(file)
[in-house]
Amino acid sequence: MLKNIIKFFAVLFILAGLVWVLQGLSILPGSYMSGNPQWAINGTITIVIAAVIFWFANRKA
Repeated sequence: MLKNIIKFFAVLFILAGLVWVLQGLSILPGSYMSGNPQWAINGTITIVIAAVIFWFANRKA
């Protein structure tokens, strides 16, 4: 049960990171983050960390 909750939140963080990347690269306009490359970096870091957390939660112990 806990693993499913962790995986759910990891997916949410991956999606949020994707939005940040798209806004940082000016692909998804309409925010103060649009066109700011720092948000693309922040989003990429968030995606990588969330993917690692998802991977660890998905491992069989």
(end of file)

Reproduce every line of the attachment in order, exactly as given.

[in-house]
Amino acid sequence: MLKNIIKFFAVLFILAGLVWVLQGLSILPGSYMSGNPQWAINGTITIVIAAVIFWFANRKA
Repeated sequence: MLKNIIKFFAVLFILAGLVWVLQGLSILPGSYMSGNPQWAINGTITIVIAAVIFWFANRKA
């Protein structure tokens, strides 16, 4: 049960990171983050960390 909750939140963080990347690269306009490359970096870091957390939660112990 806990693993499913962790995986759910990891997916949410991956999606949020994707939005940040798209806004940082000016692909998804309409925010103060649009066109700011720092948000693309922040989003990429968030995606990588969330993917690692998802991977660890998905491992069989």